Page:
Thanks to new media, death now only counts if it is caught on video.
Israel cannot and will not find any tolerance for the murderous actions it inflicted upon a civilian vessel in international waters early on Monday morning.
But what many are finding hard to stomach is the blatant hypocrisy of the international community's response.
A tragedy? Yes. The provocative act of a pariah state with nuclear capability? Yes. A surprise? No.
Embassies are rattling and marchers are marching in the wake of Israel's latest crimes. But the raid on the Mavi Marmara should not shock anyone familiar with how the Israeli government goes about its work.
But simply because Sky News and Reuters and France 24 were broadcasting shaky deck footage of soldiers attacking and being attacked within an hour of Monday's dawn raid, it becomes an international incident.
Because Twitter was alight with frantic updates all yesterday morning about reported death tolls, it becomes an international incident.
The ancient ignorance of diplomatic rules and a modern obsession with the latest footage came together in a shameful marriage yesterday morning.
Where were the citizen journalists when Palestinian children were being killed in hospitals struck by IDF bombs in December 2008?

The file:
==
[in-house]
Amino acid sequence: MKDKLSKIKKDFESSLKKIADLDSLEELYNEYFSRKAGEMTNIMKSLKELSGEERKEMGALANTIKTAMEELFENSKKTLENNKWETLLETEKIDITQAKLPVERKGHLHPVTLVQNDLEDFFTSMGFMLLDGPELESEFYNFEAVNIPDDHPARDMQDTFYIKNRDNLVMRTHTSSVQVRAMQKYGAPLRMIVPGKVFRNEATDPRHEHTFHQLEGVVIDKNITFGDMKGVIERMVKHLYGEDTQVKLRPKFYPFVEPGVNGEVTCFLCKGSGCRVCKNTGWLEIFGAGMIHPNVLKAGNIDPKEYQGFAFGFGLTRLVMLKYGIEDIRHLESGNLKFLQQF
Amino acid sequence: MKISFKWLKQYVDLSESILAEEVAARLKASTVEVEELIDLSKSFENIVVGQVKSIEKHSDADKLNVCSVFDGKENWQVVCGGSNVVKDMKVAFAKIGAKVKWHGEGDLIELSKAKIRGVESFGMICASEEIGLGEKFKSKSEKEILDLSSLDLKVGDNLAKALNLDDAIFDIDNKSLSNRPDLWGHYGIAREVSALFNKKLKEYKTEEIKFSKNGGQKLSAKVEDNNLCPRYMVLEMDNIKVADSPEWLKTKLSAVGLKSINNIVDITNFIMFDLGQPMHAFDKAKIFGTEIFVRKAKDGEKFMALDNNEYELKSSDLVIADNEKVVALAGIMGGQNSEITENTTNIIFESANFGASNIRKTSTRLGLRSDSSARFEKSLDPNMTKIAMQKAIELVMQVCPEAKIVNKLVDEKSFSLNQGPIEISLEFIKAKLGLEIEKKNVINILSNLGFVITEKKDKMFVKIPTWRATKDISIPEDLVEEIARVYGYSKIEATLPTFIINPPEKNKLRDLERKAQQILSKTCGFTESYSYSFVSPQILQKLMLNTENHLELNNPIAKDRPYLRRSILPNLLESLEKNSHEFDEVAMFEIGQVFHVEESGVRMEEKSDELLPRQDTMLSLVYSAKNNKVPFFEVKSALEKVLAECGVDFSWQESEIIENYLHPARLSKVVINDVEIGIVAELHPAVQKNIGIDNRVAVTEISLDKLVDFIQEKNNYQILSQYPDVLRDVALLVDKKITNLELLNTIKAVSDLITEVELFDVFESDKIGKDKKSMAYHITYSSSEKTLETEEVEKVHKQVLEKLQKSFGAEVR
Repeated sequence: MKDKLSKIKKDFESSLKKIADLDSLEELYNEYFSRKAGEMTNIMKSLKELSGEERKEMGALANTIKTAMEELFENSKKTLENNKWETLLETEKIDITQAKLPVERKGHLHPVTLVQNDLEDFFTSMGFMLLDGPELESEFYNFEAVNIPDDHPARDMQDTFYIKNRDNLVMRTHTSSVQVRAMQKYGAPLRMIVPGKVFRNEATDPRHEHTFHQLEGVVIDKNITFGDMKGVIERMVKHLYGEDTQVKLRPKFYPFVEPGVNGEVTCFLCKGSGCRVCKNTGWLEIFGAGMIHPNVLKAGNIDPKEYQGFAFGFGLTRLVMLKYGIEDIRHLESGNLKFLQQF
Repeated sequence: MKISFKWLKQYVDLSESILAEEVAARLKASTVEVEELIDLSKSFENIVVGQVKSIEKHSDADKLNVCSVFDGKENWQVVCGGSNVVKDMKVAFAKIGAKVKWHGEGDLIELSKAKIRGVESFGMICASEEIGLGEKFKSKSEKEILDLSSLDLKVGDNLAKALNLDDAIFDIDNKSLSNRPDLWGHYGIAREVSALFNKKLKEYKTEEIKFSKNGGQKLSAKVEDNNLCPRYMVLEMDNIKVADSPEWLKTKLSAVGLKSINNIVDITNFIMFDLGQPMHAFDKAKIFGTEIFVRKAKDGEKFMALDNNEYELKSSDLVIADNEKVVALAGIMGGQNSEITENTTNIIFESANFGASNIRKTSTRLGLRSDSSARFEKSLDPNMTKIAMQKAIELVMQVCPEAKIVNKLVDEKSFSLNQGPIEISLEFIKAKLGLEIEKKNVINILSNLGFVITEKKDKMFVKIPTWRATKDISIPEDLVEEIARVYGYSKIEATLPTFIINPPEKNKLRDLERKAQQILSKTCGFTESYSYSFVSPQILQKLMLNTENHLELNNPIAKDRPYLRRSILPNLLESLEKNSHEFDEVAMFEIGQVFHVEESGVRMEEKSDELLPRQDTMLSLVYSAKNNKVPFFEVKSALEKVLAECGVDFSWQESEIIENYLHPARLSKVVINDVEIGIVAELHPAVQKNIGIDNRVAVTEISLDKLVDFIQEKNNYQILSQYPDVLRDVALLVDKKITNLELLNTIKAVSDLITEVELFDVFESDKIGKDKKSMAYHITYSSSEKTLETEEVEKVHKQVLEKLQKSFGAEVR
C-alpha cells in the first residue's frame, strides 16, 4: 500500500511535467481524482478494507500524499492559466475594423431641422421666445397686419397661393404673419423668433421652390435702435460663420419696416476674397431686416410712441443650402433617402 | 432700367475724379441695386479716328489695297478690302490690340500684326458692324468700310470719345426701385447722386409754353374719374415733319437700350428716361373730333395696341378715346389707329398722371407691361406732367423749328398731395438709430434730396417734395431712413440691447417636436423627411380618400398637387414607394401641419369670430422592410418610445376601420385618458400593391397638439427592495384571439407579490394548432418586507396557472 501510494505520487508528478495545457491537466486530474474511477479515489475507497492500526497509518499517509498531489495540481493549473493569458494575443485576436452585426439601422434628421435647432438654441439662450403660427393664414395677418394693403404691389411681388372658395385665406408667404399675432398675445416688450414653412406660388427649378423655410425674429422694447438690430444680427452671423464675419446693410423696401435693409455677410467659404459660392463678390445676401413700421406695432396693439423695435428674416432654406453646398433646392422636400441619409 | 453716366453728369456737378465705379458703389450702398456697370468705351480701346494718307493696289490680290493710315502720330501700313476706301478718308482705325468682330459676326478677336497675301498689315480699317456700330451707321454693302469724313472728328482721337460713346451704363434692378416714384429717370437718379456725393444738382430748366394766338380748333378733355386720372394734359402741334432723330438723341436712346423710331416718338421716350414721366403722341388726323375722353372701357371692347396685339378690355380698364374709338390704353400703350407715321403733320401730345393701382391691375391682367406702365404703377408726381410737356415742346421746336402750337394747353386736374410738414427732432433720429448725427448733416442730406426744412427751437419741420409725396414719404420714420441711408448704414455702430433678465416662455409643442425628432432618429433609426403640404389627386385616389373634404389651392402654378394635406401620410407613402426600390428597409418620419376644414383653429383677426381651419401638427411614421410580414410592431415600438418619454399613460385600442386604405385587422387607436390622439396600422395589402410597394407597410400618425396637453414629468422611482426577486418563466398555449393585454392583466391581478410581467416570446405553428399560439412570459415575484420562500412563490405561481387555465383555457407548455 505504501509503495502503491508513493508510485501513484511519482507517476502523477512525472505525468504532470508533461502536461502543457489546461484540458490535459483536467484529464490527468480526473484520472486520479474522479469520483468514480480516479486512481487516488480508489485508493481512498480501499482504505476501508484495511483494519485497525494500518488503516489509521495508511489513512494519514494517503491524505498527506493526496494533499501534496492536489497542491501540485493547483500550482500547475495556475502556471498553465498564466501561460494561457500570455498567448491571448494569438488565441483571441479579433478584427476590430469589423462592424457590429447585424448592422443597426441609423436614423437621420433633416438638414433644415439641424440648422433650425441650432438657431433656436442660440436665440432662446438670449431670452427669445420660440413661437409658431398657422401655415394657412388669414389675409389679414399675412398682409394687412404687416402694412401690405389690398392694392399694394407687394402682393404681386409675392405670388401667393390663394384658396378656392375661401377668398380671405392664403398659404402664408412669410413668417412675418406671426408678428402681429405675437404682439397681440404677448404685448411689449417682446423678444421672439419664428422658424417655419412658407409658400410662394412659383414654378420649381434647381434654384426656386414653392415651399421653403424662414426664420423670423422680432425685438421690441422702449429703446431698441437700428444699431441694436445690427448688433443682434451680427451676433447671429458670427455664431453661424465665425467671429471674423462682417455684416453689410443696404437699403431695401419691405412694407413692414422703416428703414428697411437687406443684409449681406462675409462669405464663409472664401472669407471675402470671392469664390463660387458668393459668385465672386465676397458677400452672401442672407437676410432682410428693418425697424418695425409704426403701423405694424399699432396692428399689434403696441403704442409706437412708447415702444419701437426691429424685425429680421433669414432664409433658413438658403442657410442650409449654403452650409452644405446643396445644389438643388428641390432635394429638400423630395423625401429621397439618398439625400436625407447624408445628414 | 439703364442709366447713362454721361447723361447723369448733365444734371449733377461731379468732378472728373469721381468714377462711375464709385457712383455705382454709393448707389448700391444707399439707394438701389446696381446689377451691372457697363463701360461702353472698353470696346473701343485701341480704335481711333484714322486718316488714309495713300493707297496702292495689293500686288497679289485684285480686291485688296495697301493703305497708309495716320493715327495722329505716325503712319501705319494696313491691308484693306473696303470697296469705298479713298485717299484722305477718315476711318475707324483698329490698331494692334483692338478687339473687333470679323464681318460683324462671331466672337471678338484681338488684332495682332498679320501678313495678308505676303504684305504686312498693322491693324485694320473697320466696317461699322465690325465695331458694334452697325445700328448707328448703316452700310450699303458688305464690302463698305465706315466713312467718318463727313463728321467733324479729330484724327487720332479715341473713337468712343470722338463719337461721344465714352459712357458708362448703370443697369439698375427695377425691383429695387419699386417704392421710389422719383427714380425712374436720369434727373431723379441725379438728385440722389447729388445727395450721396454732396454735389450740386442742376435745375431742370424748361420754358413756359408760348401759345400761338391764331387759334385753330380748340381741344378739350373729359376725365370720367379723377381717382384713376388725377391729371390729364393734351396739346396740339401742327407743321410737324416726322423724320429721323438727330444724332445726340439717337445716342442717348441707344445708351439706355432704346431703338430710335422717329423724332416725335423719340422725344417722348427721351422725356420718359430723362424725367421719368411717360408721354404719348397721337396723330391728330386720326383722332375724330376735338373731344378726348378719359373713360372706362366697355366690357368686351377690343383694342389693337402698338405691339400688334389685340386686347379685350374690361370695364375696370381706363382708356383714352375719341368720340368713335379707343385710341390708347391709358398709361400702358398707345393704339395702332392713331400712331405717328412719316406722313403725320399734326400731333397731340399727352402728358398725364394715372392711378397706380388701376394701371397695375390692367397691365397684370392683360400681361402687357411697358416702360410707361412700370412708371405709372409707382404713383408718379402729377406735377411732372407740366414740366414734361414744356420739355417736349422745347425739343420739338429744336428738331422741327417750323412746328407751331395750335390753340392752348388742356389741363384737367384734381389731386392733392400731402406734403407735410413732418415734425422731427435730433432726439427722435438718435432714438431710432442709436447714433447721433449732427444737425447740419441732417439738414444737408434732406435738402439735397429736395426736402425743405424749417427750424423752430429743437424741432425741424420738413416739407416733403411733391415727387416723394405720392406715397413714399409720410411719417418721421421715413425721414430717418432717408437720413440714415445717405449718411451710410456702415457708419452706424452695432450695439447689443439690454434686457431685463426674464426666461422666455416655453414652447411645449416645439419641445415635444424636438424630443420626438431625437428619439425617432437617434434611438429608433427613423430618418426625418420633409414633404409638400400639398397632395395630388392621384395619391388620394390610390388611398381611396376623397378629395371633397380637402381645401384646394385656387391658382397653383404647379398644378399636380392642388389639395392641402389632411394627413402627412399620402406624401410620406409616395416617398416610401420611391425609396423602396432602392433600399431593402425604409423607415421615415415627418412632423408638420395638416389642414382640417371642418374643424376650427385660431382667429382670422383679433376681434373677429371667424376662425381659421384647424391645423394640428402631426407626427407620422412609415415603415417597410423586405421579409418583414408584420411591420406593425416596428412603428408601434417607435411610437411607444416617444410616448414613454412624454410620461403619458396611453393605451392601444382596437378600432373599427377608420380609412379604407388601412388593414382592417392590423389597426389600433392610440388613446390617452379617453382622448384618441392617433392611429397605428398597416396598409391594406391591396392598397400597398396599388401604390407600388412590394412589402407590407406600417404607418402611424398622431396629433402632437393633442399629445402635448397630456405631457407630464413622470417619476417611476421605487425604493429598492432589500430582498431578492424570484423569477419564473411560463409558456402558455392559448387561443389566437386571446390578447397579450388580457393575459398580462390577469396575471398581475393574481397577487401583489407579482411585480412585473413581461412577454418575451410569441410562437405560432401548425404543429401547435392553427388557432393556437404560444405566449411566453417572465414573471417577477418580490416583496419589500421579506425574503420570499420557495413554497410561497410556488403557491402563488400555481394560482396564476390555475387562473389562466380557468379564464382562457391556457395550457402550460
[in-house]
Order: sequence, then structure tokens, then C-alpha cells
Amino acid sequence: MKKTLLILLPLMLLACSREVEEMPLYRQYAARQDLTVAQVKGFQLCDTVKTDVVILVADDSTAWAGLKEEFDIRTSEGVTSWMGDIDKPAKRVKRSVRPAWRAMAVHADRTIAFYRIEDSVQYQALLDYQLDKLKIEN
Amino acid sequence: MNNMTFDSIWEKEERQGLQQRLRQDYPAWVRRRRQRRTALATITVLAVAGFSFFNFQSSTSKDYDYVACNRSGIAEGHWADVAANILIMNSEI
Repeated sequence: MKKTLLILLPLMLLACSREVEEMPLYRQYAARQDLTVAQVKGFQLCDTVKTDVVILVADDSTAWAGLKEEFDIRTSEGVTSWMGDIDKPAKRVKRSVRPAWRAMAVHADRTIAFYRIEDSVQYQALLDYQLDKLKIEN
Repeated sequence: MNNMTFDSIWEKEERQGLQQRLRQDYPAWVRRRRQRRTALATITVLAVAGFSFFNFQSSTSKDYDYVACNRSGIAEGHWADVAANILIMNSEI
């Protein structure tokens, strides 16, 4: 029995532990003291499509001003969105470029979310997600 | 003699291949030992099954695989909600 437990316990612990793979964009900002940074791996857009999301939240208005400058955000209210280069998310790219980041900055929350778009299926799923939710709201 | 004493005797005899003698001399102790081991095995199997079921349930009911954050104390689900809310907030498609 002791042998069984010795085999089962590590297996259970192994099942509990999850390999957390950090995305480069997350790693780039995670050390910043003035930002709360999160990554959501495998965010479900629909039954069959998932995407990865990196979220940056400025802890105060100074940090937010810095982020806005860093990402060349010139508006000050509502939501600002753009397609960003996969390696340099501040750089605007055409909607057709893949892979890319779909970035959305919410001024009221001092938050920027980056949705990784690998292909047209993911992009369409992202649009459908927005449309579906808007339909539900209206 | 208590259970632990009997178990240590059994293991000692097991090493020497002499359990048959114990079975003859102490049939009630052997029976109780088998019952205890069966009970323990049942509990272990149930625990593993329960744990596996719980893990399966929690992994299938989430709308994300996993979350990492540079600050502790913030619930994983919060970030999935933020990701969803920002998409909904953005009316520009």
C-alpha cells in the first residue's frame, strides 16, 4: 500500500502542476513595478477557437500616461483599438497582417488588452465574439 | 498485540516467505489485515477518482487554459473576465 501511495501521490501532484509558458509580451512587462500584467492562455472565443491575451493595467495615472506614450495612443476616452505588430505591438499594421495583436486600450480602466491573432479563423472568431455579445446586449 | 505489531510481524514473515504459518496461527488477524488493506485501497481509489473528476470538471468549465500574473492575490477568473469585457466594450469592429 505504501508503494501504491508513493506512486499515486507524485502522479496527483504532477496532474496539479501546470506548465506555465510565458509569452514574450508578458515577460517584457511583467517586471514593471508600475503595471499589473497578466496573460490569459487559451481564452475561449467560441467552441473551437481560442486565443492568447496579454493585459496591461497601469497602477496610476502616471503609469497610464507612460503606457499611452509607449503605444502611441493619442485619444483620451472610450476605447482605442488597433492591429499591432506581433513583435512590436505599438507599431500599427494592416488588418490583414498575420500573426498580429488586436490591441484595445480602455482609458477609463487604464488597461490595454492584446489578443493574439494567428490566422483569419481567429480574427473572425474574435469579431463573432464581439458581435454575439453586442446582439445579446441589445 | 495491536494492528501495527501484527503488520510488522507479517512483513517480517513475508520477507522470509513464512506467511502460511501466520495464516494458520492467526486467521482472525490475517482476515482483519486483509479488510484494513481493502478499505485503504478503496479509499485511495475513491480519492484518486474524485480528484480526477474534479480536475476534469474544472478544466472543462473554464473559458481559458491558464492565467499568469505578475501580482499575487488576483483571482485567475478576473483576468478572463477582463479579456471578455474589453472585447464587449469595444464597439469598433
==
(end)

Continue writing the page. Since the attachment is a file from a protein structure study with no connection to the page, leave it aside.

Where were the UN Security Council when Israel used white phosphorous bombs on the innocent people of Gaza City?
Where is the rage of the online masses every single day that Israel breaks international law by starving the Gaza Strip and building new settlements in the West Bank?
New media has brought the information era into the minds and pockets of a new generation. Say whatever you want about the cheapening effect this has had on professional reporting.
The Board, for one, supports the editor of The Guardian Alan Rusbridger when he speaks of a future of 'mutualisation' between the creators and consumers of media. But New Media needs to sharpen its moral compass.
A two-year-old child crushed to death in its mother's arms cannot record footage on an iPhone. Until it can, its death will never mean as much to us as that of the 26-year-old Turk who does.
That truth - one we hold in our own minds - is as appalling as anything in Israel's murderous arsenal.